Purpose: To describe attitudes and acceptability toward a human papillomavirus (HPV) vaccine among mothers in Da Nang, Vietnam and examine factors that may influence HPV vaccine uptake. Methods: Women who were the primary caregiver of a girl 10-18 years old ("mothers") were eligible to participate. Mothers were recruited face-to-face from Da Nang General Hospital. Participants completed a survey addressing general vaccine attitudes, attitudes toward an HPV vaccine, beliefs about sexuality, recommendations from others, and likelihood of having their daughter vaccinated against HPV. A total of 194 surveys were returned; 181 (93%) contained analyzable data. Results: Eleven percent of mothers were aware of an HPV vaccine. Ninety-four percent believed that the HPV vaccine will be effective and 90% disagreed that their daughter would have sex early if she was vaccinated. Beliefs regarding premarital sex, such as "girls who have sex before marriage are not respected" and "it would be hard to find a husband" were held by 76% and 62% of mothers, respectively. Despite this, over 90% were in favor of their daughter receiving the HPV vaccine. Ninety-five percent indicated that a recommendation from their doctor would be very important in their decision-making, and 78% indicated that the media would be very important. Conclusions: Initial responses to the HPV vaccine for girls in Vietnam appear favorable. Beliefs regarding negative social consequences for girls who engage in premarital sex are prevalent but unassociated with HPV vaccine acceptability. Accurate and consistent recommendations from doctors and media sources will be important for vaccination efforts.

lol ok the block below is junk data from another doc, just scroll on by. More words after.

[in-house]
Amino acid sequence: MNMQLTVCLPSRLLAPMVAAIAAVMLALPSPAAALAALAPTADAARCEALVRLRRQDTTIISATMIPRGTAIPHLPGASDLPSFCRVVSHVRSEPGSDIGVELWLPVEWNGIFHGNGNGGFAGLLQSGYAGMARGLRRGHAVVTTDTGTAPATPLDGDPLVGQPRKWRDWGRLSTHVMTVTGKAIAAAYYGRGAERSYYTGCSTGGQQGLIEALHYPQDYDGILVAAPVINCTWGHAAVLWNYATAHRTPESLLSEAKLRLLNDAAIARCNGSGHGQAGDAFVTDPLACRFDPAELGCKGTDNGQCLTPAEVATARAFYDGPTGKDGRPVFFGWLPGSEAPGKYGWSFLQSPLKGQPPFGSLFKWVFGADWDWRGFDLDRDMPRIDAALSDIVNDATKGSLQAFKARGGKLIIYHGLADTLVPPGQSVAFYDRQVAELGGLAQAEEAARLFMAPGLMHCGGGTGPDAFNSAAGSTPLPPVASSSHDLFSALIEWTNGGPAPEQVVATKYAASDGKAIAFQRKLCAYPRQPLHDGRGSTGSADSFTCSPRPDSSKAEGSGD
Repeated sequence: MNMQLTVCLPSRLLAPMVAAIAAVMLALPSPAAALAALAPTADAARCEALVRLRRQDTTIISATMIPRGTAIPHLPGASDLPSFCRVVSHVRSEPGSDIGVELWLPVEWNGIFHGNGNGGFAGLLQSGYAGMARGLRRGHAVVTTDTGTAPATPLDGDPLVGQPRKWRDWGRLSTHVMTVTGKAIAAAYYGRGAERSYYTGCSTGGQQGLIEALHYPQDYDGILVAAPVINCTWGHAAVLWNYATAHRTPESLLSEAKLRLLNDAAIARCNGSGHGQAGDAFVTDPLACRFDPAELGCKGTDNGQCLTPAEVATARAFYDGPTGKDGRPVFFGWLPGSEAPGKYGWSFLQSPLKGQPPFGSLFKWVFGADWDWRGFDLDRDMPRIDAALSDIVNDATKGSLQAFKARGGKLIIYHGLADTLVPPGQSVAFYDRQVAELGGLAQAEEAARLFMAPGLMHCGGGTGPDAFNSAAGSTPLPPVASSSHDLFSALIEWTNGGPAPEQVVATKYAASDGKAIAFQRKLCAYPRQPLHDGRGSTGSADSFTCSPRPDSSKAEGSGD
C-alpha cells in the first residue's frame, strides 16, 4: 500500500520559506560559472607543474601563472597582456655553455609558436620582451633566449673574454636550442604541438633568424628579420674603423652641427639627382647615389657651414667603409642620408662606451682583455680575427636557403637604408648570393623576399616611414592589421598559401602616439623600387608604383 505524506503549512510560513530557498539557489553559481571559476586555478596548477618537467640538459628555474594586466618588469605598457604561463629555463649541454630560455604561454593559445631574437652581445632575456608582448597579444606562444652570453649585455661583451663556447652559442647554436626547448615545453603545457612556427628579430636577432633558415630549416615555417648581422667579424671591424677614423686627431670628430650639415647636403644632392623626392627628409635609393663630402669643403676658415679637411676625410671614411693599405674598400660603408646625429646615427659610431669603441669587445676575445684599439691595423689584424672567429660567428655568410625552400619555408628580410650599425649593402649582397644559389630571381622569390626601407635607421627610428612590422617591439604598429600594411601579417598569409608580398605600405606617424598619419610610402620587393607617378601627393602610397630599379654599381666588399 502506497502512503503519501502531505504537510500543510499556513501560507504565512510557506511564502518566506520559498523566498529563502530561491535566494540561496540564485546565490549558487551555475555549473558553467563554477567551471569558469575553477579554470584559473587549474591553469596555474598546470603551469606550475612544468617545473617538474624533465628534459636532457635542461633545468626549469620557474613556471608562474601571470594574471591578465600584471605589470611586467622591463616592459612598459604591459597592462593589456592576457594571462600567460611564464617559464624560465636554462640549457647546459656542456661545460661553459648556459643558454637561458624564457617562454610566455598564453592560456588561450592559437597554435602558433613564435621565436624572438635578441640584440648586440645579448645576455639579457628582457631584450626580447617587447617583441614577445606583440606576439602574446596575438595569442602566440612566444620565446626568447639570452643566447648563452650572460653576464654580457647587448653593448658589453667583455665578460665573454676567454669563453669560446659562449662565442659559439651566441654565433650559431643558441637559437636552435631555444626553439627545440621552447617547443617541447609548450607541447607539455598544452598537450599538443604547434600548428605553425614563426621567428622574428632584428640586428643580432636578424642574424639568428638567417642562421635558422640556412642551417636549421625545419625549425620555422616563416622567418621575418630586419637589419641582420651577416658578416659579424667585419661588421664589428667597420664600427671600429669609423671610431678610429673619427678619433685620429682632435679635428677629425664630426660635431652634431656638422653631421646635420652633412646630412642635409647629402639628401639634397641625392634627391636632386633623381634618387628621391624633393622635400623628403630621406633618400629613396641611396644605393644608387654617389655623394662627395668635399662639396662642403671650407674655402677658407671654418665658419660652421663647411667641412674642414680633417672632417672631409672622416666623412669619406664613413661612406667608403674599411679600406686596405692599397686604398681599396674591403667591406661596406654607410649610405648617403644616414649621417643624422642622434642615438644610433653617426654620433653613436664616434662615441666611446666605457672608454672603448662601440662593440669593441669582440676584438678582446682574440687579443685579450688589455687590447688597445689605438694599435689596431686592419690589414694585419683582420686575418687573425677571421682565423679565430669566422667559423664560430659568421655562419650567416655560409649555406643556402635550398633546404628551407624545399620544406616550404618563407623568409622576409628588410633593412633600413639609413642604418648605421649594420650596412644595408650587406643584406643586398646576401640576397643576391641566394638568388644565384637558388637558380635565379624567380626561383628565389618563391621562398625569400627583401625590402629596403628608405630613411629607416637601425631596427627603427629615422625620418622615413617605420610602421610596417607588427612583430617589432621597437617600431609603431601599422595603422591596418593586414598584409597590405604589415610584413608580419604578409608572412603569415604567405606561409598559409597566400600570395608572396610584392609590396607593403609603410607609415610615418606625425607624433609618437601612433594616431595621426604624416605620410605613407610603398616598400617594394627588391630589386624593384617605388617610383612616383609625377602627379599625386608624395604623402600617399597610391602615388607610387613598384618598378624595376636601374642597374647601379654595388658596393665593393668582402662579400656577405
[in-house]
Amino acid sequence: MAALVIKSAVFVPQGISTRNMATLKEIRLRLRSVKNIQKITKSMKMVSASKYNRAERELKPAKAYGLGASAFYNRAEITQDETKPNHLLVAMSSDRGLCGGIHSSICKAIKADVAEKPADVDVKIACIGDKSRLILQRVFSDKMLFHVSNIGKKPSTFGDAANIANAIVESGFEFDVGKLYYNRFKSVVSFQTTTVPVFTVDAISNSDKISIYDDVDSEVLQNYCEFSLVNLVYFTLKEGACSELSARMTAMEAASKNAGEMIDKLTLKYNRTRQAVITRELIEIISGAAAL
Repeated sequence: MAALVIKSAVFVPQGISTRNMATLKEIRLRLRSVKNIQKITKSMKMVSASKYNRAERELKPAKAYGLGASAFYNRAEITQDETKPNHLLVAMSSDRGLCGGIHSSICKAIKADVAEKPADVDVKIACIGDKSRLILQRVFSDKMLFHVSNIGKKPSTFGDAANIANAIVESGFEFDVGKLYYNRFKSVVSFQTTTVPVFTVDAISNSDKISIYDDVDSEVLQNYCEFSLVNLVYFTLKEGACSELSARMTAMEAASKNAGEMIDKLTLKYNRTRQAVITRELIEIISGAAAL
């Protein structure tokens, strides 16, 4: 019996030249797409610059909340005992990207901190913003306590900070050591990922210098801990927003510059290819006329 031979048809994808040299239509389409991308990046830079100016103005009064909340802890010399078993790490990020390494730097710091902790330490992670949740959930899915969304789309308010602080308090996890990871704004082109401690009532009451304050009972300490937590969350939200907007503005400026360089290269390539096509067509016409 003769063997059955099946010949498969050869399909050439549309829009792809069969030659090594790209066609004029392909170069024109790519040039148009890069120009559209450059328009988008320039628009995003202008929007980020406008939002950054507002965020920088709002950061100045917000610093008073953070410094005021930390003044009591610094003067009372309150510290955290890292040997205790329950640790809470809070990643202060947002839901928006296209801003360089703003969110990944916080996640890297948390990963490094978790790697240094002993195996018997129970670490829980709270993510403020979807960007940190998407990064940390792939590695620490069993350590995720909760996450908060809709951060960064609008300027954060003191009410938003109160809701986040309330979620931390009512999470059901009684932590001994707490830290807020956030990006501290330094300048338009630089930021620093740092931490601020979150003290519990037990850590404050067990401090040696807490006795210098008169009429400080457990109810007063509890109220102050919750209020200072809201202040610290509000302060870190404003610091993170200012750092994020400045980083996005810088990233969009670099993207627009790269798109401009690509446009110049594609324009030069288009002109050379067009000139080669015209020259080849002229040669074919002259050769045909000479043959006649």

- Human papillomavirus
- Sexual attitudes
- Vaccine acceptability
ASJC Scopus subject areas
- Pediatrics, Perinatology, and Child Health